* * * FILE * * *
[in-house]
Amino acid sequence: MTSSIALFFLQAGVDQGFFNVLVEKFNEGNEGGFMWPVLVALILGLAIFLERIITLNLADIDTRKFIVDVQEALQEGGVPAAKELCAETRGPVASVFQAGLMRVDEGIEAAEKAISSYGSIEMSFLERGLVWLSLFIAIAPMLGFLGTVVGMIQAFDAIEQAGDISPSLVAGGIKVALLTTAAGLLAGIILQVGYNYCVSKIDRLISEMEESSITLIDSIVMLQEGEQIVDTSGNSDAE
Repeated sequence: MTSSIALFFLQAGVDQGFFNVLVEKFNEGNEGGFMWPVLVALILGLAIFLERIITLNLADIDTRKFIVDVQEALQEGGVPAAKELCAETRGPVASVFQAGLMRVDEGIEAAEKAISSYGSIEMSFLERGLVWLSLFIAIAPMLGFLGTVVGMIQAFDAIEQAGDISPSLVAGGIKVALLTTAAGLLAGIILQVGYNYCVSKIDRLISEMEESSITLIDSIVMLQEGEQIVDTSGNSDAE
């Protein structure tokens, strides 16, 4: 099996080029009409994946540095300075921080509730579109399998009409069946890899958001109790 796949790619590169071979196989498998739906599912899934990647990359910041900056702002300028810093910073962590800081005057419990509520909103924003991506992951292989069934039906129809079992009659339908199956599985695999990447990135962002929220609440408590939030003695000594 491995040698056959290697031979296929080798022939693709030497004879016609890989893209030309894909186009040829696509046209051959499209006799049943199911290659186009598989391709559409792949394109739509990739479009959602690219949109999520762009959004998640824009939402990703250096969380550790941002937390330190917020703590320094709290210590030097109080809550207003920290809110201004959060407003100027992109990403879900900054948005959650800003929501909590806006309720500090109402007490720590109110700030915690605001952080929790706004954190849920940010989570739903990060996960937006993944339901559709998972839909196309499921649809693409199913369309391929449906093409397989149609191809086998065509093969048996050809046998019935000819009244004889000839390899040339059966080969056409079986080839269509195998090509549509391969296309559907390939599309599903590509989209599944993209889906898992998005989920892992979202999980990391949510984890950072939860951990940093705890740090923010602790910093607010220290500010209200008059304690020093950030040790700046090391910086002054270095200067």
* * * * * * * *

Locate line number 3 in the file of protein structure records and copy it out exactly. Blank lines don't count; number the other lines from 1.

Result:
Repeated sequence: MTSSIALFFLQAGVDQGFFNVLVEKFNEGNEGGFMWPVLVALILGLAIFLERIITLNLADIDTRKFIVDVQEALQEGGVPAAKELCAETRGPVASVFQAGLMRVDEGIEAAEKAISSYGSIEMSFLERGLVWLSLFIAIAPMLGFLGTVVGMIQAFDAIEQAGDISPSLVAGGIKVALLTTAAGLLAGIILQVGYNYCVSKIDRLISEMEESSITLIDSIVMLQEGEQIVDTSGNSDAE